The history underfoot: ‘Stories from the East and West Barrios’ at Ginger Elliott
By Andrew Alonzo | firstname.lastname@example.org
Los Angeles resident Charles Lewis pointed to a photo hanging on the south wall last week at Claremont Heritage’s Ginger Elliott Exhibition Center. The 1928 photo featured his grandmother, Florence, then a student at Escuela Mexicana, The Mexican School, inside Pomona College’s Gymnasium Hall.
Lewis’ mother Victoria used her walker to hoist herself up for a closer look before letting out a laugh. Moving a few paces north, the mother and son faced familiar, nostalgic images: Lola’s El Chisme grocery store, where a young Lewis bought snow cones; and a 1985 portrait featuring the patriarchs and matriarchs of the family.
“You’re trying to put everyone in place,” Charles Lewis said, when asked what was going through his mind. Despite not being in the photos himself, he said he felt a sense of pride and acknowledgment from the images featured in Claremont Heritage’s “Stories from the East and West Barrios” at the Ginger Elliott.
Accompanying them on their tour was Lydia Henry, a longtime Arbol Verde resident and a community consultant for the project. She described scenes of El Barrio Park in its heyday, Sacred Heart Chapel before it was displaced by the construction of Claremont Boulevard, youth and family programs, former businesses, and a team photo of The Claremont AC’s, a semiprofessional baseball team that played in a Mexican League that encompassed the Inland Empire.
“I mean they can fill up lots more with a lot more history,” Henry said of the gallery walls, noting the extensive roots the Arbol Verde neighborhood has in Claremont. The show includes about 50 images and 20 pieces of memorabilia. It was just one component of a larger project meant to highlight the city’s barrios, which overlapped both San Bernardino and Los Angeles counties.
Claremont Heritage was awarded $5,000 last year from California Humanities, a state affiliate of the National Endowment of the Humanities, which it used to fund community educational projects such as “Stories from the East and West Barrios,” as well as a scrapbook by longtime Arbol Verde resident Marilyn Noble, and to fund a documentary film, “Stories from the Barrios,” which will be screened at 7 p.m. Thursday, September 28 at Claremont Graduate University’s Albrecht Auditorium, 925 N. Dartmouth Ave. The event is free and open to the public and will be followed by a panel discussion with John Dominguez, another community consultant for the project.
“The exhibit is about the historically segregated Mexican American community of Claremont, Upland, and Montclair,” said Chelsea Liu, a former Claremont Heritage archivist who curated the exhibit. “This exhibit is really trying to cover a fairly comprehensive history of the barrios, from its establishment in the 1910s all the way to the present day.”
The exhibit and scrapbook include archived and donated photos sourced from the community, The Claremont Colleges Library, newspaper articles, and other ephemera related to Arbol Verde.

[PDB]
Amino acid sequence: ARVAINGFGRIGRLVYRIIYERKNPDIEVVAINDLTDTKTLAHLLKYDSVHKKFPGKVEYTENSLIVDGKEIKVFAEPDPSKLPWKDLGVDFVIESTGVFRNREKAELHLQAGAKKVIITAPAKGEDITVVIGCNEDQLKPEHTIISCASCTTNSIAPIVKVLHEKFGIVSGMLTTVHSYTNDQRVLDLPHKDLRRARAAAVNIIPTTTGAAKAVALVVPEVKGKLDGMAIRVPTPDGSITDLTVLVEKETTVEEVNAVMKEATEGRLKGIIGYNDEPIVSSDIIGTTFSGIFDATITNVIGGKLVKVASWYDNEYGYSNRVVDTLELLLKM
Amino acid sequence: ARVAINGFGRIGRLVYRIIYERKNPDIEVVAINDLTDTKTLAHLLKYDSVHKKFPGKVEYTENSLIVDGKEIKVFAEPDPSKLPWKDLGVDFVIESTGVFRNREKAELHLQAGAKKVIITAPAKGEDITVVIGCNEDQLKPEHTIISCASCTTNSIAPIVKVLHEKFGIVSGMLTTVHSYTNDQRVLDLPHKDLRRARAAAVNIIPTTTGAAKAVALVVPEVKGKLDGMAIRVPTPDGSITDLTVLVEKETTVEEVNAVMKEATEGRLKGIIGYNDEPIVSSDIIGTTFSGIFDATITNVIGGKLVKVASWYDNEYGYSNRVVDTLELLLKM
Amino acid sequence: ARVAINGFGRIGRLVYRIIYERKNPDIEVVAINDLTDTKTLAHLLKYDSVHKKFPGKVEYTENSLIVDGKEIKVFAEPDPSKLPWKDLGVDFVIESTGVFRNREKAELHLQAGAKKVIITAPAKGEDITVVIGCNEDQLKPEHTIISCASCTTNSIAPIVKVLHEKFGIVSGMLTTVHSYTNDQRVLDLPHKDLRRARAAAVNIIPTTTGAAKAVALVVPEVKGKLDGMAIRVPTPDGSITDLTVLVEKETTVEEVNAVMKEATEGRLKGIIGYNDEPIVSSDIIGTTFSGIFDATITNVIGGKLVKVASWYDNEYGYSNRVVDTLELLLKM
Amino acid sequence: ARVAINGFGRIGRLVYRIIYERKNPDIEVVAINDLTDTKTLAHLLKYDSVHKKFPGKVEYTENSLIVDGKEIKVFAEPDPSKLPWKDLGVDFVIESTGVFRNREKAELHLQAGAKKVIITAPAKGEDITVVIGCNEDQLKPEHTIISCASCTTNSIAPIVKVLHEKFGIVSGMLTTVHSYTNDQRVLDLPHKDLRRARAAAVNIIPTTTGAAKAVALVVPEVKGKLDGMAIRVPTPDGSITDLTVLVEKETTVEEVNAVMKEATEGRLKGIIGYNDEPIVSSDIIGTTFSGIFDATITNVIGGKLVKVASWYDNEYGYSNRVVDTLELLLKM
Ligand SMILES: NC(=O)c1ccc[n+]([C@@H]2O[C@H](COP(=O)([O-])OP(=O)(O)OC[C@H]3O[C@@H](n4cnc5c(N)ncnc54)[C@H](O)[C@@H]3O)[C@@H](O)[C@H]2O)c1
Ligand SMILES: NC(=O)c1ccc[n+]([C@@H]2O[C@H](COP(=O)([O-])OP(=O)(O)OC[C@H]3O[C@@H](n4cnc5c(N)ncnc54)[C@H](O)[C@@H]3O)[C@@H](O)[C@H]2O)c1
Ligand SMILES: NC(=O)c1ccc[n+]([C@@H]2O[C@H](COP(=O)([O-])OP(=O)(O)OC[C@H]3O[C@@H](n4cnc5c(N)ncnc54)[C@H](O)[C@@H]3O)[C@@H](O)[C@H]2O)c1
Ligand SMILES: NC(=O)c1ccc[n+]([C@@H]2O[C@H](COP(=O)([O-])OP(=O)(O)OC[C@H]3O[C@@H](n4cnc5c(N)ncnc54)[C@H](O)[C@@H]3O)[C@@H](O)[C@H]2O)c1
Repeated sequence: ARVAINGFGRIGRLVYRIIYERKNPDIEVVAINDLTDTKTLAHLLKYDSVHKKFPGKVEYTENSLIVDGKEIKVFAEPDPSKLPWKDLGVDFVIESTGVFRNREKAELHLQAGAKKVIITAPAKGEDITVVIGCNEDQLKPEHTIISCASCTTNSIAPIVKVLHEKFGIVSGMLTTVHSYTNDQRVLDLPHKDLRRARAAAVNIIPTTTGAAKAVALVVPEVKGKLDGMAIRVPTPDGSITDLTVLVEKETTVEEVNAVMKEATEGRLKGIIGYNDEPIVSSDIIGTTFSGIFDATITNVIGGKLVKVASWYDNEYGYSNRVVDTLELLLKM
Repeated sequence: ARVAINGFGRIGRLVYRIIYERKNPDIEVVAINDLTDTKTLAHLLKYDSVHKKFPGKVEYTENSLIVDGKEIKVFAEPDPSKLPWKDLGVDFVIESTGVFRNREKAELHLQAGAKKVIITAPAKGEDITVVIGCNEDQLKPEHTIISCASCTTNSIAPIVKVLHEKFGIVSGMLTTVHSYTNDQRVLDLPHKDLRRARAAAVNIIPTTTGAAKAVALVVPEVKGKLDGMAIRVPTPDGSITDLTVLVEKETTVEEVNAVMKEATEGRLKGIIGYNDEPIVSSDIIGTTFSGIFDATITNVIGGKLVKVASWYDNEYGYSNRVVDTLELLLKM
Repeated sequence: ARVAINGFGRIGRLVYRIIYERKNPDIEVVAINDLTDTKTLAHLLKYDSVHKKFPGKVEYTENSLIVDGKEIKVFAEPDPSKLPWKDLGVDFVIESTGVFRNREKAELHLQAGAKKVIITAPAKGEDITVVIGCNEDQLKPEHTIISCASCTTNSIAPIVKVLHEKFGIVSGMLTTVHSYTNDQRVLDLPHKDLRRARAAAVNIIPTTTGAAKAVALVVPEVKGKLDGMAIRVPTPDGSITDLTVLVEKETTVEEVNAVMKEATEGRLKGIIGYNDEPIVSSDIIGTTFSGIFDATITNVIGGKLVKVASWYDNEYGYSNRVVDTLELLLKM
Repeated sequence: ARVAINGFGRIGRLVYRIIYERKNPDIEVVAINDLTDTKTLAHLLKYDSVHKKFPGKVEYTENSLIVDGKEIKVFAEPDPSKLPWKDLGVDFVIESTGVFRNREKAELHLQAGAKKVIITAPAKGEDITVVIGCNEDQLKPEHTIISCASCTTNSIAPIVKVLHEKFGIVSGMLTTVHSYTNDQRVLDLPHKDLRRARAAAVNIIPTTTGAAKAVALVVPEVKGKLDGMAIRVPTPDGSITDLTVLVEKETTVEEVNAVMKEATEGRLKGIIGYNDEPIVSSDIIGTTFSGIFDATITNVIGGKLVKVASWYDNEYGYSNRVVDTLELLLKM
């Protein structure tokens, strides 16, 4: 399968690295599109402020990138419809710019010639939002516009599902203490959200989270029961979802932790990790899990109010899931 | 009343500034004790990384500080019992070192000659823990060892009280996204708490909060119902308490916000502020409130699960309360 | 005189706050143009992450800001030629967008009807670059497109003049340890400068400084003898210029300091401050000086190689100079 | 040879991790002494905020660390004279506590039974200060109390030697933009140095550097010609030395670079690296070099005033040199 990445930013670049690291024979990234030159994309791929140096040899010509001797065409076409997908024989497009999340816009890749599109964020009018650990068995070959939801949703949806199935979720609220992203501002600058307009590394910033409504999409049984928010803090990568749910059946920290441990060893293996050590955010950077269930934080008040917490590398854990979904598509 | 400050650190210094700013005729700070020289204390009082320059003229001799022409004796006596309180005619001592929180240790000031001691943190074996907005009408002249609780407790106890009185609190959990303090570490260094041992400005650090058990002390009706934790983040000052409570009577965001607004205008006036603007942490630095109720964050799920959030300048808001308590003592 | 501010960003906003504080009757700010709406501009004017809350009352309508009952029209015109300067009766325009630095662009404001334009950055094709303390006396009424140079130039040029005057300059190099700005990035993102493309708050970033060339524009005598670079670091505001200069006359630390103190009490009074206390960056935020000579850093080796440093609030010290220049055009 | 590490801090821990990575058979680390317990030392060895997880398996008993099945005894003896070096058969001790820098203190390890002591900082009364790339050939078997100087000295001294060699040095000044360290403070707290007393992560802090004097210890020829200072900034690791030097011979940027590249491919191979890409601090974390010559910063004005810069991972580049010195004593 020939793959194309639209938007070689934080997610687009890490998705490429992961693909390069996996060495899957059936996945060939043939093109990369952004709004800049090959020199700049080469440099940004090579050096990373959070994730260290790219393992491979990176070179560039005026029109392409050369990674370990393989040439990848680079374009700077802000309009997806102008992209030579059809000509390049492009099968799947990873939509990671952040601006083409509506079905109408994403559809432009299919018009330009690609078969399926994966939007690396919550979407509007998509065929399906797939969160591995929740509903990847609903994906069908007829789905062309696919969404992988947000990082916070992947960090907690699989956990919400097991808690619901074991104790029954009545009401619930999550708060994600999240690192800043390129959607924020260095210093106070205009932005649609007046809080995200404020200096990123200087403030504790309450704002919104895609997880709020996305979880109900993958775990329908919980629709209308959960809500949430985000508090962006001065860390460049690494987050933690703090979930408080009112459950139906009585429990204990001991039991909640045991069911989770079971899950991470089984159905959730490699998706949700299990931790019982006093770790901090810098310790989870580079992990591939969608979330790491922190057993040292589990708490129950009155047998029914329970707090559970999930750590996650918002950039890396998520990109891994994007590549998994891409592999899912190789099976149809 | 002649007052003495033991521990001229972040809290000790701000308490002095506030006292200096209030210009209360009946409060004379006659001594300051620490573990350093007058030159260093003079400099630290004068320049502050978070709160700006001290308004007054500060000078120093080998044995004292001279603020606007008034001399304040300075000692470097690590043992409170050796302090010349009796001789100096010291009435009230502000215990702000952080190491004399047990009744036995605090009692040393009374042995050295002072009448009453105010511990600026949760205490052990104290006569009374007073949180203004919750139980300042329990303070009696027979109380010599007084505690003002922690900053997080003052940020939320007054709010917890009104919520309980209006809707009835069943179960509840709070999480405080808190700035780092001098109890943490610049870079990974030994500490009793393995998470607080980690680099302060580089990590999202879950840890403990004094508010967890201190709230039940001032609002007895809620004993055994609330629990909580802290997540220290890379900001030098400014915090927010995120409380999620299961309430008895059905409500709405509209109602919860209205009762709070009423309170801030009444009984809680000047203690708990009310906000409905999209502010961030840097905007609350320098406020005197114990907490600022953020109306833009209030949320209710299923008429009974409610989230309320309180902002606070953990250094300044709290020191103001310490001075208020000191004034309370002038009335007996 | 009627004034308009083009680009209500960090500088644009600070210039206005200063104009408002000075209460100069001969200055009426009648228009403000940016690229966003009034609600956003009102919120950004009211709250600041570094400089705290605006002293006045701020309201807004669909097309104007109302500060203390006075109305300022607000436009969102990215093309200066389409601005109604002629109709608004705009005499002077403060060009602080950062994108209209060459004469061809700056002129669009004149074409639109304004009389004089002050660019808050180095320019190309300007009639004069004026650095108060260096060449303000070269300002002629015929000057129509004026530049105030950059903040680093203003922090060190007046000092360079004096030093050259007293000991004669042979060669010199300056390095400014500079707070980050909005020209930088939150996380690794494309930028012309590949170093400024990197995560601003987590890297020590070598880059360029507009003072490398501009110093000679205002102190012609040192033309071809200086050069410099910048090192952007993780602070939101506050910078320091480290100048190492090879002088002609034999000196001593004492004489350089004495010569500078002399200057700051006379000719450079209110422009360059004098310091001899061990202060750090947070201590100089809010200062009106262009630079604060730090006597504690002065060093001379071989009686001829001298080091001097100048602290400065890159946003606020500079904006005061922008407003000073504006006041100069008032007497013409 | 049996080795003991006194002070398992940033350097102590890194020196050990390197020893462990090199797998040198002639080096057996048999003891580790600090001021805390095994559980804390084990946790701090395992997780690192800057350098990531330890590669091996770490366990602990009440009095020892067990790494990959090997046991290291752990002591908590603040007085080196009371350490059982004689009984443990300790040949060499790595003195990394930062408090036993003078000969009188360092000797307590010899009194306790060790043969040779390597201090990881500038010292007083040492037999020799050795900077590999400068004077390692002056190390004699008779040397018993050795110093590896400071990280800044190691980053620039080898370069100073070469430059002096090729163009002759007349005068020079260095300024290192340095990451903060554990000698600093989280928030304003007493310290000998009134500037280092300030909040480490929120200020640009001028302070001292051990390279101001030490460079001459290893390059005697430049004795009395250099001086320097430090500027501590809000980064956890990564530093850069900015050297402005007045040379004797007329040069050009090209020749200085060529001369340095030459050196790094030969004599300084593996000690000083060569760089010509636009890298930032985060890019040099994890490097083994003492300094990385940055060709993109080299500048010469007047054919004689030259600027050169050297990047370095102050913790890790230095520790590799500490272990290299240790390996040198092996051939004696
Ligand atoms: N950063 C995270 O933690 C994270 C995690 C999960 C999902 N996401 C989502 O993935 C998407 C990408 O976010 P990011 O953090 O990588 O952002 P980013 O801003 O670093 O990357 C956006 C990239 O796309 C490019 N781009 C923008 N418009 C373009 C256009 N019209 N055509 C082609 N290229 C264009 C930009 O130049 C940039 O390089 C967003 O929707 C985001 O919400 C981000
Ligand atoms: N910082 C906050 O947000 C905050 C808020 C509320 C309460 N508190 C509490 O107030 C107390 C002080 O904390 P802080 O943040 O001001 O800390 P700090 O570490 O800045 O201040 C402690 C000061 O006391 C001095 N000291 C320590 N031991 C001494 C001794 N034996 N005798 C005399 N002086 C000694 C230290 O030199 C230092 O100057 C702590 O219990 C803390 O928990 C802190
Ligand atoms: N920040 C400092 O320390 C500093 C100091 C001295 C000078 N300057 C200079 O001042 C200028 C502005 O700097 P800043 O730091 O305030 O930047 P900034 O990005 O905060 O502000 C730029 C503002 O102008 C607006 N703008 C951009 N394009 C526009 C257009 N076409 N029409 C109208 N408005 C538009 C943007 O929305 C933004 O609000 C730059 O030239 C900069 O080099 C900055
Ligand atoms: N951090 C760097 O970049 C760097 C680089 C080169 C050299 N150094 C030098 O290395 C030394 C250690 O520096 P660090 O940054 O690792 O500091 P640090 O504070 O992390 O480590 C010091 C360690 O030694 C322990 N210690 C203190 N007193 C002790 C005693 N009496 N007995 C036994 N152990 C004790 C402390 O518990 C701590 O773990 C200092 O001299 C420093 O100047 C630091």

“These stories really haven’t been recognized in a comprehensive exhibition before,” Liu said. “There has been prior academic scholarship by people like Matt Garcia … but there really hasn’t been any kind of widespread recognition of this history which I think needs to be addressed,” adding there are many residents and college students today who are unaware of the abundant history under their feet. Liu also singled out Gilda Ochoa’s oral history project and a film by Dr. Gina Lamb and her students at Pitzer College as helping to reveal these oft neglected stories.
Much of the exhibit deals with themes of institutional racism, segregation, displacement, and the discriminatory land use policies that led to the creation of the barrio neighborhoods. “I think there is a need to face up to difficult histories, confront past and ongoing racism, and commit to upholding diversity in the city of Claremont,” Liu wrote in a text message.
The Heritage exhibit closes Thursday, September 28, the same day of the documentary screening.
The film includes several interviews with Arbol Verde residents that will later be uploaded to the Claremont Colleges Digital Library and the Online Archive of California. It also sheds light on the storied neighborhood.
Since its September 2 opening, locals in and around Claremont have viewed the exhibit, sparking many conversations and stories.
Dominguez, a lifelong resident of Arbol Verde, talked about what it meant to highlight these abundant stories.
“I think it’s important for history,” he said. “It has to be remembered that Claremont was founded at the turn of the 20thcentury, and many of the early settlers here were Mexicans who came up from Mexico to escape the revolutions that were in Mexico. And they helped contribute to the building of the city through the colleges, working the [Claremont] Packing House to pick the citrus industry. They were a large and vital part of the community.”
“Stories from the East and West Barrios,” at the Ginger Elliott Exhibition Center, 840 N. Indian Hill Blvd., is open from 10 a.m. to 3 p.m. Monday through Friday through September 28. Admission is free but donations are welcome.
With another recent $10,000 grant from the Union Pacific Community Ties Giving Program, Claremont Heritage aims to expand upon “Stories from the East and West Barrios.”
“I think with the oral interview grant that Lydia helped [Claremont Heritage Executive Director David Shearer] write, it’s coming together and we’re putting more emphasis on more oral interviews and more history,” Dominguez said. “I hope this is just the start of a larger, greater expansion of the project.”
Though the exhibit will close September 28, Claremont Heritage is still accepting photos, clippings and other items relating to Arbol Verde and its history for its ongoing Claremont Barrio Project. Call (909) 621-0848 for more information.